66. 66. • Which of the following is not commonly associated with bulimia? A. Oesophageal tears B. Dental decay C. Peptic ulcer D. Seizures E. Parotid gland enlargement
  67. 67. • Which of the following modes of treatments is not endorsed by evidence based guidelines for managing anorexia? A. Antidepressants B. Cognitive analytical therapy C. Cognitive behavioural therapy D. Dialectic behavioural therapy E. Family based interventions
  68. 68. • Which of the following modes of treatments is not endorsed by evidence based guidelines for managing anorexia? A. Antidepressants B. Cognitive analytical therapy C. Cognitive behavioural therapy D. Dialectic behavioural therapy E. Family based interventions
  69. 69. • Which of the following is true with regard to use of antidepressants in eating disorders? A. Antidepressants do not have specific antibulimic effects B. Antidepressants act slower in eating disorders than in depression C. Antidepressants are more effective than CBT in anorexia D. Antidepressant effects are often sustained even after stopping the medications E. Medications should not be used as sole treatment for anorexia
  70. 70. • Which of the following is true with regard to use of antidepressants in eating disorders? A. Antidepressants do not have specific antibulimic effects B. Antidepressants act slower in eating disorders than in depression C. Antidepressants are more effective than CBT in anorexia D. Antidepressant effects are often sustained even after stopping the medications E. Medications should not be used as sole treatment for anorexia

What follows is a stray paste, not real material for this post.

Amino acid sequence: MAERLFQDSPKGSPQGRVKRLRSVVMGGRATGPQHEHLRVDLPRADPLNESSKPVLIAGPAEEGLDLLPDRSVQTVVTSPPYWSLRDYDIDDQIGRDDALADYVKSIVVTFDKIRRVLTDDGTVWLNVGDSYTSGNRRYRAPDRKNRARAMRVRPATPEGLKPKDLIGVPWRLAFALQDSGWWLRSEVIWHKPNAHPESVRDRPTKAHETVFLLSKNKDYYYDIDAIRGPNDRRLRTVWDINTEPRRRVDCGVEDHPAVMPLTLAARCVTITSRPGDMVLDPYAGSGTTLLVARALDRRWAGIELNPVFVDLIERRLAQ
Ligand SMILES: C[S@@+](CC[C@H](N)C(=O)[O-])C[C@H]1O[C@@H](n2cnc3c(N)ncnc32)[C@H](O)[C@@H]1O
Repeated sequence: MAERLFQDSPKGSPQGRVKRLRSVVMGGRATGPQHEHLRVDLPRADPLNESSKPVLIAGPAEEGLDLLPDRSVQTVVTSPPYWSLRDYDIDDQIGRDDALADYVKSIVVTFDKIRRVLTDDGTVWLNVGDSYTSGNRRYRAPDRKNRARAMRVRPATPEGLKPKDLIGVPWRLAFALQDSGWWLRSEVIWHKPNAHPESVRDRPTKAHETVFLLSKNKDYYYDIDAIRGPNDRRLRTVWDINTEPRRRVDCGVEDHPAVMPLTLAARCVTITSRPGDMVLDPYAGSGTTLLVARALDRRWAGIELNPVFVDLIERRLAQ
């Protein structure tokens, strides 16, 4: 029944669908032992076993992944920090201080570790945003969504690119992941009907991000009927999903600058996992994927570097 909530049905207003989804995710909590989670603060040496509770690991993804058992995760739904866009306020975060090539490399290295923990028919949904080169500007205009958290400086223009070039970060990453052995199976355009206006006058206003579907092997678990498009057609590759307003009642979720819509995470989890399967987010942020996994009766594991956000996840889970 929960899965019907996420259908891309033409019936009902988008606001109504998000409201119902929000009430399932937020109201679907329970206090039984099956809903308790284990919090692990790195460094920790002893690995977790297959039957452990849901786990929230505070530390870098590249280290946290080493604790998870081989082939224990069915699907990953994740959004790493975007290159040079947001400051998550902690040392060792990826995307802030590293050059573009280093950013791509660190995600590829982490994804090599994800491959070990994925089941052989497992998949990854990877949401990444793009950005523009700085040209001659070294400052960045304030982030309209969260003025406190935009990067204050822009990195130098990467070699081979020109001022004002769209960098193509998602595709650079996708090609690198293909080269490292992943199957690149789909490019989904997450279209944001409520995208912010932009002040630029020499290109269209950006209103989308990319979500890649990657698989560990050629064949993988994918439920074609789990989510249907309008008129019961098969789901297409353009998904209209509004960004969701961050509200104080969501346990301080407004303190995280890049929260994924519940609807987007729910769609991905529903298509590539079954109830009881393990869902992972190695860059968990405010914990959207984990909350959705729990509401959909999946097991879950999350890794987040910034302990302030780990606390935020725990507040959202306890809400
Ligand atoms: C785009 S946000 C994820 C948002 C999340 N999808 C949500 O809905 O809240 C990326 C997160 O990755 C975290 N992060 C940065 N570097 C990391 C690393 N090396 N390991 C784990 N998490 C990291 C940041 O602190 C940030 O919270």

71. 71. • Focused family interventions are particularly useful in which of the following subgroups with eating disorders? A. Late onset anorexia B. Adolescents with bulimia C. Adolescents with anorexia nervosa D. Adults with co-morbid physical illnesses E. Binge eating disorder
  72. 72. • Focused family interventions are particularly useful in which of the following subgroups with eating disorders? A. Late onset anorexia B. Adolescents with bulimia C. Adolescents with anorexia nervosa D. Adults with co-morbid physical illnesses E. Binge eating disorder
  73. 73. Further reading • The Royal College of Psychiatrists information site for eating disorders • Includes leaflets, factsheets, books, and reports on eating disorders, a primary care protocol for managing adults with eating disorders, and information about the eating disorders special interest group and relevant events. • https://www.rcpsych.ac.uk/members/sections/e atingdisorders.aspx
  74. 74. OCD • Introduction • Obsessive-compulsive disorder is a prevalent and disabling condition. Epidemiological surveys have repeatedly shown a high lifetime prevalence, amounting to 2-3% of the population worldwide. [ 2 ] [ 3 ] A recent European study suggested a lower estimate, with a 12 month prevalence of 0.7% and a lifetime estimate of 0.8%. [ 4 ] • Nevertheless, only a fraction of people with obsessive- compulsive disorder present for treatment and the diagnosis is often missed. • The lifetime prevalence of obsessive-compulsive disorder relative to other major mental disorders is given in Table 1.
  75. 75. Table 1. Lifetime prevalence of major mental disorders Major depressive episode 6.7% Obsessive-compulsive disorder 2.6% Schizophrenia 1.9%
  76. 76. • The illness is more common in women than in men (ratio 1.5:1). The mean age of onset is reported as 20 years, with bimodal peaks at ages 12-14 years and 20-22 years. [ 5 ] • Untreated obsessive-compulsive disorder usually runs a chronic, lifelong course: it fluctuates in intensity but rarely disappears. In a seminal follow up study spanning several decades, Skoog and Skoog reported only a minority of patients had become free from symptoms. [ 6 ]